Before you purchase new software (or hardware), or call the computer tech person, get familiar with where to look to find out the vital statistics of your machine. It may not be enough to say “I have a PC”, or “I use Windows Vista.” It’s especially important when purchasing software that you know the software is compatible with your computer. Often, once software is downloaded, or once the package is opened, you cannot get a refund for it. What you’ll need to know may include the version of Windows you’re using, and whether or not the latest “service pack” has been installed, what your operating system “type” is (most are 32-bit), what processor you have and what’s its speed is (measured in GHz, which is gigahertz), and how much random access memory (RAM) you have. All of these factors indicate what software (or hardware) you can use with your computer.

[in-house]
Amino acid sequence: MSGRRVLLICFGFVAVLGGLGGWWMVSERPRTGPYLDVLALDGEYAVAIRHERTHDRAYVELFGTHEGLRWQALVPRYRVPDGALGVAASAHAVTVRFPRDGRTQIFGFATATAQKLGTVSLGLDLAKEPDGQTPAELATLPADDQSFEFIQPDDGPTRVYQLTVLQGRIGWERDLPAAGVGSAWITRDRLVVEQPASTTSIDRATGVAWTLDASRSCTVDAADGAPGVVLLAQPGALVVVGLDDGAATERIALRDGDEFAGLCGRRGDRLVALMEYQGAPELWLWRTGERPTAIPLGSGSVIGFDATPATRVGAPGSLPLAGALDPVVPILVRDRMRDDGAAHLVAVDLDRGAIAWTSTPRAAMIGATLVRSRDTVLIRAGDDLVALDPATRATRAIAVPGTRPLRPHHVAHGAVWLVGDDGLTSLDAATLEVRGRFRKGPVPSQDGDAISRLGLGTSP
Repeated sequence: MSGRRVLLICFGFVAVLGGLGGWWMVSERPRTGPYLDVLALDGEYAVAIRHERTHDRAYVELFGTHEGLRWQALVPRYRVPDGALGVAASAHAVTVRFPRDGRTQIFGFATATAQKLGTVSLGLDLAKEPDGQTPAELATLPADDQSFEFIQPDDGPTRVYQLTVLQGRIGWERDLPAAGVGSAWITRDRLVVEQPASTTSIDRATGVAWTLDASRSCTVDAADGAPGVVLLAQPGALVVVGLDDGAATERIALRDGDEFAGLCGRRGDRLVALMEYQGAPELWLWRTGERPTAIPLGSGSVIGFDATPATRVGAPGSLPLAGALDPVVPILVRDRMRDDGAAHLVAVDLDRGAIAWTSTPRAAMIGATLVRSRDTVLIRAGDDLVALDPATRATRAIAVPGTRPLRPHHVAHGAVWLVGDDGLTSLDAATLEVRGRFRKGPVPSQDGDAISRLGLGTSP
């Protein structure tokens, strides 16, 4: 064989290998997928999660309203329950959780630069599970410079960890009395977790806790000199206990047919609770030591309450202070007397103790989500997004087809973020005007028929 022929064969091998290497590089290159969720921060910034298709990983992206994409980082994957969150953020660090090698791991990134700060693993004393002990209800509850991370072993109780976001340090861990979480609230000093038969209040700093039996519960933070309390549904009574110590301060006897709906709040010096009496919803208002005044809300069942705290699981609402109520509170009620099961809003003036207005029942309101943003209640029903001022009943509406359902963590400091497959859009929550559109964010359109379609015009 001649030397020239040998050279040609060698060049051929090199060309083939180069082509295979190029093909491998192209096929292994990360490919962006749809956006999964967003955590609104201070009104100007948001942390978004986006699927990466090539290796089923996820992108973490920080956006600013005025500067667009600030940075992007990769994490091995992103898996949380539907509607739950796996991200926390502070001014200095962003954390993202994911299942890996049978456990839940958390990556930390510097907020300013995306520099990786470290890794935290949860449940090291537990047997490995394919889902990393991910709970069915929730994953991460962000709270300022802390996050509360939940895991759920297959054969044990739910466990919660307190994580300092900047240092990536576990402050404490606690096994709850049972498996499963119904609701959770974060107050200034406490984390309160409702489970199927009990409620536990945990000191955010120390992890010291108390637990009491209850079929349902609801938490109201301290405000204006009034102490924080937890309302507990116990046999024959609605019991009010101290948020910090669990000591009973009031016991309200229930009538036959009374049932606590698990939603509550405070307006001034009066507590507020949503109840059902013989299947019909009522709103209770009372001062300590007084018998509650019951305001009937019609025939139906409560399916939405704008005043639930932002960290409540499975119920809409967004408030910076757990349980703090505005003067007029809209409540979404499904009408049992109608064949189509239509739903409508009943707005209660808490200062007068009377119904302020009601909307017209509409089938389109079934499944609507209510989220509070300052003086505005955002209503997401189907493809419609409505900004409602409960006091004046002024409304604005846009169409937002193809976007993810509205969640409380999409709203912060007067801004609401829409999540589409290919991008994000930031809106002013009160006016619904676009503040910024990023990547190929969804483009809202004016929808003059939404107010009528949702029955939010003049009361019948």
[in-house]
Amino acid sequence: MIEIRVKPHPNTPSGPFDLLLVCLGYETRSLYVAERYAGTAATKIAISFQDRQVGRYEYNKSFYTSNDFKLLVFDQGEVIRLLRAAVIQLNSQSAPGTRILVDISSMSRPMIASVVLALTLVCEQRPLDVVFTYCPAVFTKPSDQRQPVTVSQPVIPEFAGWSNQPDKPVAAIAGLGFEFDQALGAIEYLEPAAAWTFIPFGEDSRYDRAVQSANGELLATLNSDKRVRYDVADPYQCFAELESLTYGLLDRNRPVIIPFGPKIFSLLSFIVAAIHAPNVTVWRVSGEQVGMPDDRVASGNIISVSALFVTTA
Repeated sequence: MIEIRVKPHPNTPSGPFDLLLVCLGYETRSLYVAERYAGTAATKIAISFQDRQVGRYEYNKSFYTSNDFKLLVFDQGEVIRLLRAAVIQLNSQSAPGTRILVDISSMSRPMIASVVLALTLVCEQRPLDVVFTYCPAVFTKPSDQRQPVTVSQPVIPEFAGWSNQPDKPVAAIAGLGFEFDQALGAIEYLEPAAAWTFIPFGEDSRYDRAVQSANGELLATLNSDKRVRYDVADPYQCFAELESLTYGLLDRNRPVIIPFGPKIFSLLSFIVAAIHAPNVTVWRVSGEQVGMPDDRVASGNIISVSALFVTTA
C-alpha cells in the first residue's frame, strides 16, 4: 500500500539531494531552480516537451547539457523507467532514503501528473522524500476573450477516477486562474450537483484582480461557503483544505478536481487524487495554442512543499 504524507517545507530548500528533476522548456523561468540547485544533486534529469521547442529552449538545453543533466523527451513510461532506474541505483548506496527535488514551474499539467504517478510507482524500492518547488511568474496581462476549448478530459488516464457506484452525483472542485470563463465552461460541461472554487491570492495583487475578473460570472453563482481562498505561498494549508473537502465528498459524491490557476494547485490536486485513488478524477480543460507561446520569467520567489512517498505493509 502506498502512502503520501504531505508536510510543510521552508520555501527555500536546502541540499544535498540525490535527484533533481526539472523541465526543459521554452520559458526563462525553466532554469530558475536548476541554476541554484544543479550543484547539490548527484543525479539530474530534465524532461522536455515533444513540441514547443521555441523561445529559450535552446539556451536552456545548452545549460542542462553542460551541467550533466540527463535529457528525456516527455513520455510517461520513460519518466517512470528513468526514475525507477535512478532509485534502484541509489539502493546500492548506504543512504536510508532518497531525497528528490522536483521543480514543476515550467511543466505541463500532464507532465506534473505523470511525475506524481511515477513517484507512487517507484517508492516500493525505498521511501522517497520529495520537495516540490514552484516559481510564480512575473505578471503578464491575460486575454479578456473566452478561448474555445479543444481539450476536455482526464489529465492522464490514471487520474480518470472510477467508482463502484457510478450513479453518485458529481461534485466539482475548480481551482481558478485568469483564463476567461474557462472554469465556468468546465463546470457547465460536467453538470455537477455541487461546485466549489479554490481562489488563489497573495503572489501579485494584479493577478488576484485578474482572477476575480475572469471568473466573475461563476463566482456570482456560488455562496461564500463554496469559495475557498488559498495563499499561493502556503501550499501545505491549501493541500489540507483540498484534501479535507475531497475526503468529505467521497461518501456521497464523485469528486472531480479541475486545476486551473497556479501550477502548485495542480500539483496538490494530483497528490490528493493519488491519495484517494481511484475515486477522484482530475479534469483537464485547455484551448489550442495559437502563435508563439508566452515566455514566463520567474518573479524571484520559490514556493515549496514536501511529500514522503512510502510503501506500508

Finding out this information couldn’t be easier. Here’s a shortcut to it: press the Windows key and the letter “e” together to launch the Computer window (“My Computer” in older versions of Windows). Look for the word “Computer” or “My Computer” somewhere on the left side of the screen and right-click it. That’s it! Have a look at the screen capture here that shows you all of the things to look for, and more, as taken from a Sony VAIO laptop, running Windows 7 Ultimate.